Sarah Tsay: Bridging Public Health and Healthcare: The Path Toward Eliminating Racial Health Disparities

Sarah TsayThe relationship between public health and healthcare has always been essential to the promotion of health. However, this relationship is often simplified into neat dichotomies of individual health versus population health, or treatment versus prevention. In truth, the relationship is far more complex and undefined. The practice of providing direct care mostly remains removed from abstract concepts in public health, such as social determinants of health and health equity. So how do we as public health practitioners bridge the two more effectively? This issue was the crux of my immersion, as I delved into the complex work of addressing racial health disparities in New York City. As an emerging leader at the intersection of public health and emergency preparedness during an historical pandemic, tackling health equity in the United States has seemed to be almost insurmountable. But through my work this summer, I have found promising examples that bridge public health and healthcare, steering a clearer path toward health equity.

This summer, I served as a Doctoral Fellow within the office of the Chief Medical Officer (CMO) of the NYC Department of Health and Mental Hygiene, contributing to the strategic plan: a roadmap that directs how the agency will engage with healthcare systems to eliminate racial health disparities. The CMO’s strategic plan will be central to introducing the Health Department’s goals and priorities, describing activities needed to achieve these goals, and communicating its role in fortifying the public health and healthcare infrastructure. To inform this strategy, we also engaged with CMOs from health systems across the City, preliminary conversations that gave us insight into the relationships between DOHMH and various health systems.

Despite health equity repeatedly being endorsed as central to the mission of public health, health systems are rarely oriented toward achieving this aim. Reducing inequities in health requires dismantling the systems that initiate and sustain racialized inequities in a broad range of societal institutions that are the drivers of such inequities. Through an environmental scan of other jurisdictional efforts to bridge public health and healthcare, I quickly found that while tremendous efforts have been made, American public health institutions have only scratched the surface of bridging these two systems. Ultimately, local public health authorities have seen recent successes in health system collaboration in three main areas: driving coalitions and collaborative groups; maintaining and sharing citywide health data for common health goals; and organizing multiple stakeholders for policy change. For instance, the Los Angeles County Health Action Plan was developed in 2019 to sustain efforts to reduce health inequities through hospitals and managed care organization partnerships and trainings.  Harris County, TX, created a State of Healthcare in 2016, documenting the results from several focus groups around the difficulties and opportunities in bridging healthcare and public health.  Their Patient Care Intervention Center is a collaborative model that brings together multiple stakeholders to address the health needs of super utilizers in healthcare. Though there are many health collaboratives that exist across the country, few address systemic issues in health equity, and even fewer have tangible and measurable goals.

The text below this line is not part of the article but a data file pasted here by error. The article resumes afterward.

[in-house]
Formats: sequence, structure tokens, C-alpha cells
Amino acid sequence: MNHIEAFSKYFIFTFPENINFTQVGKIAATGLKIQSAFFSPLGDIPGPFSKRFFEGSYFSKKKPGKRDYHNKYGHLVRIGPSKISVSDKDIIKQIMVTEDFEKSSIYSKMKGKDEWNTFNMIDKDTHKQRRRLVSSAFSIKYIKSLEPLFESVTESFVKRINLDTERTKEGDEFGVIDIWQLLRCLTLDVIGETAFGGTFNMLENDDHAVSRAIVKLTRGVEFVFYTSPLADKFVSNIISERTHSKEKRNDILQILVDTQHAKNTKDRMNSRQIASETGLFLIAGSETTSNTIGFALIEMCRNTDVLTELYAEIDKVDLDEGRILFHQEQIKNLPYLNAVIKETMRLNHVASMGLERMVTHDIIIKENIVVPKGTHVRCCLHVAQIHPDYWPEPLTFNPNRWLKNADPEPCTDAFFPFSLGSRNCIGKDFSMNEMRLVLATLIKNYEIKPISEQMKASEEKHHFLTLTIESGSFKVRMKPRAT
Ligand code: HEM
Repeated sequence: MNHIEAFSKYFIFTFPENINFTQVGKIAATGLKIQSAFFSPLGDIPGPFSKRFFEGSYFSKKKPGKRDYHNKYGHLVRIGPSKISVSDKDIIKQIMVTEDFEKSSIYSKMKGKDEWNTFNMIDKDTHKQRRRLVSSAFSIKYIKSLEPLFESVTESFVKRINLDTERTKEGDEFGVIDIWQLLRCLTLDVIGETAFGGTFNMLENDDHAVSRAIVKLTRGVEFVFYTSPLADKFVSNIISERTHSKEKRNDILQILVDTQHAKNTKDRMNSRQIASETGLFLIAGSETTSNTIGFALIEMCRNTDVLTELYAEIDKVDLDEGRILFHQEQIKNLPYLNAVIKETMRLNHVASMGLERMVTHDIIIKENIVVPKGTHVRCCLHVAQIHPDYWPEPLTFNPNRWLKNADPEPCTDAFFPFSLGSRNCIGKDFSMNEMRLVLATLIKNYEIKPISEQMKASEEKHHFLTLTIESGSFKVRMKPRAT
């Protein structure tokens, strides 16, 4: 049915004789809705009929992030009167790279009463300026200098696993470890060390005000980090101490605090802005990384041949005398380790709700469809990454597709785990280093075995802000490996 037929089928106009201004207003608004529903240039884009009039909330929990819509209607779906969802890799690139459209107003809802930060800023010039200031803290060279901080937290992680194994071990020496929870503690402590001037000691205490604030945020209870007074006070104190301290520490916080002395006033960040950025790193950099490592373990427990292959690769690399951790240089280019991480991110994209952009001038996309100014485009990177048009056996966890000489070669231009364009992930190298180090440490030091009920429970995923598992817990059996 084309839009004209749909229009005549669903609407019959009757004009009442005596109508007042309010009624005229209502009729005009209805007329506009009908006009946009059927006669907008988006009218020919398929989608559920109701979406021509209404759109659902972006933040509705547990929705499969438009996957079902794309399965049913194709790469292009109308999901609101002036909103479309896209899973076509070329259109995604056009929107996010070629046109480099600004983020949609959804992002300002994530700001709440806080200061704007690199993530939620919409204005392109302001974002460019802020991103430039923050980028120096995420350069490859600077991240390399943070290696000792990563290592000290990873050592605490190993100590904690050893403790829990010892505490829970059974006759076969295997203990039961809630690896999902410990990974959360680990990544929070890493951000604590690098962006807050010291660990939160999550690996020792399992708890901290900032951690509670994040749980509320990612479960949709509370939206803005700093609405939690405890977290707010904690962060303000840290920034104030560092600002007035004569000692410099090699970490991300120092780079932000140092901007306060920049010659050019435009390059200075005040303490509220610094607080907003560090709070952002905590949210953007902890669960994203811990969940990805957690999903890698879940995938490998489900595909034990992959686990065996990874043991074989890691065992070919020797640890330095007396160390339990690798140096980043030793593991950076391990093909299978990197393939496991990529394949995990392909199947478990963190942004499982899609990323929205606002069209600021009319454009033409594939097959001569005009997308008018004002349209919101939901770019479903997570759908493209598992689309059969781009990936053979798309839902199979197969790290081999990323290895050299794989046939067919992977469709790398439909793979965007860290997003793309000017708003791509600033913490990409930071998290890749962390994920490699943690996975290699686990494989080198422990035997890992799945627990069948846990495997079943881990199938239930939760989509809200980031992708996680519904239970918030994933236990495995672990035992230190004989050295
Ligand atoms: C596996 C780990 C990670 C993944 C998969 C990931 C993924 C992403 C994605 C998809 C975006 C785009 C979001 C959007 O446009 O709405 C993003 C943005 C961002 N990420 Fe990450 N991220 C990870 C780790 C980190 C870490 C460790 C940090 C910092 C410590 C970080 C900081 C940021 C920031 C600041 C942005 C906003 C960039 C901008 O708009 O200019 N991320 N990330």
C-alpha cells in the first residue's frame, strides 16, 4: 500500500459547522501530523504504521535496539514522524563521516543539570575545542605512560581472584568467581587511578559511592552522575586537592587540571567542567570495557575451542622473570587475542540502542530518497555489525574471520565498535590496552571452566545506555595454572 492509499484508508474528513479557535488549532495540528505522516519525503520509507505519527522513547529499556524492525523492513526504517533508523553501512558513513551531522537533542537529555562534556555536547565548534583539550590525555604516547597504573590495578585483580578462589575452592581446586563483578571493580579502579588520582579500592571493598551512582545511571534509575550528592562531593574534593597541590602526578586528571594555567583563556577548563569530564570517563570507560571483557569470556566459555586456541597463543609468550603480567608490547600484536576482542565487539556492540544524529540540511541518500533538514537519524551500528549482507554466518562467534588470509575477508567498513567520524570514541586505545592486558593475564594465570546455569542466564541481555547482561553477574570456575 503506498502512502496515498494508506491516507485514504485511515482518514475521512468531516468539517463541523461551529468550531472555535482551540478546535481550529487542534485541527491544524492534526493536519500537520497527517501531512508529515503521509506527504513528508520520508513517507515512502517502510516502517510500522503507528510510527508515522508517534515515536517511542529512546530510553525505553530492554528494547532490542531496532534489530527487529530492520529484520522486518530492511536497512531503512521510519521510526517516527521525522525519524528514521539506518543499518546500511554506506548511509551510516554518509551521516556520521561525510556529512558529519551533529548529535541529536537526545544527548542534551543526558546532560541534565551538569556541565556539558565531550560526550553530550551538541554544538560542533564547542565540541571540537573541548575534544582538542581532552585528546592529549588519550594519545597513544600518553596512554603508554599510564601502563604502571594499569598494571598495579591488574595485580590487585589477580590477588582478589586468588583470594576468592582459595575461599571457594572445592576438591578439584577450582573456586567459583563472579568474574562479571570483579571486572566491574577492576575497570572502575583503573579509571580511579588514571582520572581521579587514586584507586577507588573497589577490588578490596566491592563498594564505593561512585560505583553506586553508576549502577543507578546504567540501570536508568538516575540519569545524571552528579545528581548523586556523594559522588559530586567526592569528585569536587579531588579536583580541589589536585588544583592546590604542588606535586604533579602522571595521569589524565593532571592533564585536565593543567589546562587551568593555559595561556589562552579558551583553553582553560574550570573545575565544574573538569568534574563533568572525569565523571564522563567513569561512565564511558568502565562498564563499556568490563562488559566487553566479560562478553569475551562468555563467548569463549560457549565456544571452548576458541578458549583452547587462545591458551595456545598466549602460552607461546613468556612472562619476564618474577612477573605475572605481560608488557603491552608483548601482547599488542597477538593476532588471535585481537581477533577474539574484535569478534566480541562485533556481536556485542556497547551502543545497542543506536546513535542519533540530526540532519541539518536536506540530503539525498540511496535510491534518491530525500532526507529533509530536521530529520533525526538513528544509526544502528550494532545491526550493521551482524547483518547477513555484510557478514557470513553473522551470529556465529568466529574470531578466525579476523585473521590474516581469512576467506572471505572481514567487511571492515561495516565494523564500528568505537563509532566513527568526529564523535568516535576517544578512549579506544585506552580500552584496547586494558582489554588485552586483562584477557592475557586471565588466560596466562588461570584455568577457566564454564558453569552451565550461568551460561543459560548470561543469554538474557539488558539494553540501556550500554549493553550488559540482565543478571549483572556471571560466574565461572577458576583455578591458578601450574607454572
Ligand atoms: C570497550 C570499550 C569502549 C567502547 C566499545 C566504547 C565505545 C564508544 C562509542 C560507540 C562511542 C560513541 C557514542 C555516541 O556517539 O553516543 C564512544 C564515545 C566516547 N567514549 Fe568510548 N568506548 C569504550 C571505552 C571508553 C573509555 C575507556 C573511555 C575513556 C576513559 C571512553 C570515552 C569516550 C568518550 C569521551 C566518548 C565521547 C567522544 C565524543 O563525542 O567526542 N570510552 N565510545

In the midst of COVID-19, local public health and healthcare systems have been at the forefront of America’s battle. However, equity remains a troubling issue, running deep in the nation’s conscience. So the question remains: how do public health and healthcare institutions align their priorities towards tackling health equity? If we envision public health and healthcare as separate institutions that are accomplishing their respective goals, America’s decentralized healthcare system has a tenuous relationship with public health, despite the capabilities in both institutions. Ultimately, private health systems remain in competition with each other, and are incentivized by payment systems and treatment of disease or conditions. For instance, although 75% of health care dollars in the U.S. is spent on preventable conditions, it is estimated that only 3% of America’s health care expenditure is on prevention.

Rather than approaching public health and healthcare as separate institutions, it may be more conducive to conceptualize public health as the framework in which health systems reside.  I believe that it is the responsibility of public health to lead the charge in addressing racial health disparities. Public health authorities are given the scope and capabilities to serve as conveners of health systems because of their broad vision of health that includes social determinants, as well as their ability to maintain and collect data systems that work toward improved health.  While developing the CMO’s strategy, I have been holding the complexity and history of this work as I began the process of active listening and relationship-building with multiple stakeholders. I believe that advancing health equity requires a focus on systems change, work that does not exist in a silo but is enmeshed in all facets of public health and healthcare.  This unique opportunity has provided me with the space for thoughtful reflection on weaving equity in my work in public health emergencies, and ways in which anti-racism can be better integrated into health system preparedness.

Sarah Tsay, DrPH ’23, is an emergency manager who worked with the New York City Department of Health and Mental Hygiene’s Office of the Chief Medical Officer on a strategic plan to bridge public health and healthcare in racial health equity.